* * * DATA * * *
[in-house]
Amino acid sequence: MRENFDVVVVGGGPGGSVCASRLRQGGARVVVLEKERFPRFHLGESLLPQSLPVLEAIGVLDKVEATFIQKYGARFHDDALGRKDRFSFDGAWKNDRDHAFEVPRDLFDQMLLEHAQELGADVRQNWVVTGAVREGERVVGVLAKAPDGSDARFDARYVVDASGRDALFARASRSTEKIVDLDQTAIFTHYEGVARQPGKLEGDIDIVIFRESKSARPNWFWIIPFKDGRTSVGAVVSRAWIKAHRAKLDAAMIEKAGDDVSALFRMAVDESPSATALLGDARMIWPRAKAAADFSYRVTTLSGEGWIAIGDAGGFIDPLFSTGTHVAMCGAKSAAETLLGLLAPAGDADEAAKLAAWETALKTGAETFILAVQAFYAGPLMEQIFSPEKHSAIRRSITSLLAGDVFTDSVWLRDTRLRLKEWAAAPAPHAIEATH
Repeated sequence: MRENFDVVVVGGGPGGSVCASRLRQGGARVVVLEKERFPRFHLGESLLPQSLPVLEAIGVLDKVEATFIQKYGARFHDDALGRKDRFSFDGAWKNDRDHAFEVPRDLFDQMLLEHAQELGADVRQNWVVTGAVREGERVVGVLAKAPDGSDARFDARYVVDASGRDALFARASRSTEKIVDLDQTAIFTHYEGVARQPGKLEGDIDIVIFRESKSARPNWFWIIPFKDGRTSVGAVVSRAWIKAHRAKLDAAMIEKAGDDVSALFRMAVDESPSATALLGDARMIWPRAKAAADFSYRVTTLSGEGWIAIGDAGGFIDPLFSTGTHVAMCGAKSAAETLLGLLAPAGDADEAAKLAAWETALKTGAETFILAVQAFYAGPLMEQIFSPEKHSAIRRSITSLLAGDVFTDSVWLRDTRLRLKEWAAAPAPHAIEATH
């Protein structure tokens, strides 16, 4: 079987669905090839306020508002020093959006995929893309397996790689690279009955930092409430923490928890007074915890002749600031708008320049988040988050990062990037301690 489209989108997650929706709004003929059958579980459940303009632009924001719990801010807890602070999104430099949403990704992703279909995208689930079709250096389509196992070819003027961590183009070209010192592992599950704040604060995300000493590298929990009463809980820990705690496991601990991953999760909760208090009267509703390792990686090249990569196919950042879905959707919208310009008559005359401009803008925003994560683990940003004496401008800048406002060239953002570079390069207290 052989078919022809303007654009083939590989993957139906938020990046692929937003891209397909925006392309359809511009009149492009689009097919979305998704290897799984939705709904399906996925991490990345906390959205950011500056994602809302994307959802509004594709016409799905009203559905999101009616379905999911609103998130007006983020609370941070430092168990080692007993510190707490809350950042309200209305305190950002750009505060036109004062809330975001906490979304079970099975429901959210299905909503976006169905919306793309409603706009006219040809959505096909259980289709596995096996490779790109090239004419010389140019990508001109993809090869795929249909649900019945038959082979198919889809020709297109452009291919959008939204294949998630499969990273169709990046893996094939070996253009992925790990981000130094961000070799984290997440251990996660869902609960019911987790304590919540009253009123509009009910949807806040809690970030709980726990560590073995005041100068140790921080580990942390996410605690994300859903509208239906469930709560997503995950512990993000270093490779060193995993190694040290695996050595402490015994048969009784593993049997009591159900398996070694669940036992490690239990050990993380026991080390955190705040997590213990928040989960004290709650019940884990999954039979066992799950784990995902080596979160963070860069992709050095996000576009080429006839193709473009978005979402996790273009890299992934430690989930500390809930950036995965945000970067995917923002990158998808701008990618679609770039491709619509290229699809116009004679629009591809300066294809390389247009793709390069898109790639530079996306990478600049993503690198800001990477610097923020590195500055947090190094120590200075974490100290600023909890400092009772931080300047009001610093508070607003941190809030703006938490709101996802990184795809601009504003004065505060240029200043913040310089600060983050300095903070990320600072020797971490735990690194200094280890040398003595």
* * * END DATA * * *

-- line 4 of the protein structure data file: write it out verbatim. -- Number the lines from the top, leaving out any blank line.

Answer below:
């Protein structure tokens, strides 16, 4: 079987669905090839306020508002020093959006995929893309397996790689690279009955930092409430923490928890007074915890002749600031708008320049988040988050990062990037301690 489209989108997650929706709004003929059958579980459940303009632009924001719990801010807890602070999104430099949403990704992703279909995208689930079709250096389509196992070819003027961590183009070209010192592992599950704040604060995300000493590298929990009463809980820990705690496991601990991953999760909760208090009267509703390792990686090249990569196919950042879905959707919208310009008559005359401009803008925003994560683990940003004496401008800048406002060239953002570079390069207290 052989078919022809303007654009083939590989993957139906938020990046692929937003891209397909925006392309359809511009009149492009689009097919979305998704290897799984939705709904399906996925991490990345906390959205950011500056994602809302994307959802509004594709016409799905009203559905999101009616379905999911609103998130007006983020609370941070430092168990080692007993510190707490809350950042309200209305305190950002750009505060036109004062809330975001906490979304079970099975429901959210299905909503976006169905919306793309409603706009006219040809959505096909259980289709596995096996490779790109090239004419010389140019990508001109993809090869795929249909649900019945038959082979198919889809020709297109452009291919959008939204294949998630499969990273169709990046893996094939070996253009992925790990981000130094961000070799984290997440251990996660869902609960019911987790304590919540009253009123509009009910949807806040809690970030709980726990560590073995005041100068140790921080580990942390996410605690994300859903509208239906469930709560997503995950512990993000270093490779060193995993190694040290695996050595402490015994048969009784593993049997009591159900398996070694669940036992490690239990050990993380026991080390955190705040997590213990928040989960004290709650019940884990999954039979066992799950784990995902080596979160963070860069992709050095996000576009080429006839193709473009978005979402996790273009890299992934430690989930500390809930950036995965945000970067995917923002990158998808701008990618679609770039491709619509290229699809116009004679629009591809300066294809390389247009793709390069898109790639530079996306990478600049993503690198800001990477610097923020590195500055947090190094120590200075974490100290600023909890400092009772931080300047009001610093508070607003941190809030703006938490709101996802990184795809601009504003004065505060240029200043913040310089600060983050300095903070990320600072020797971490735990690194200094280890040398003595």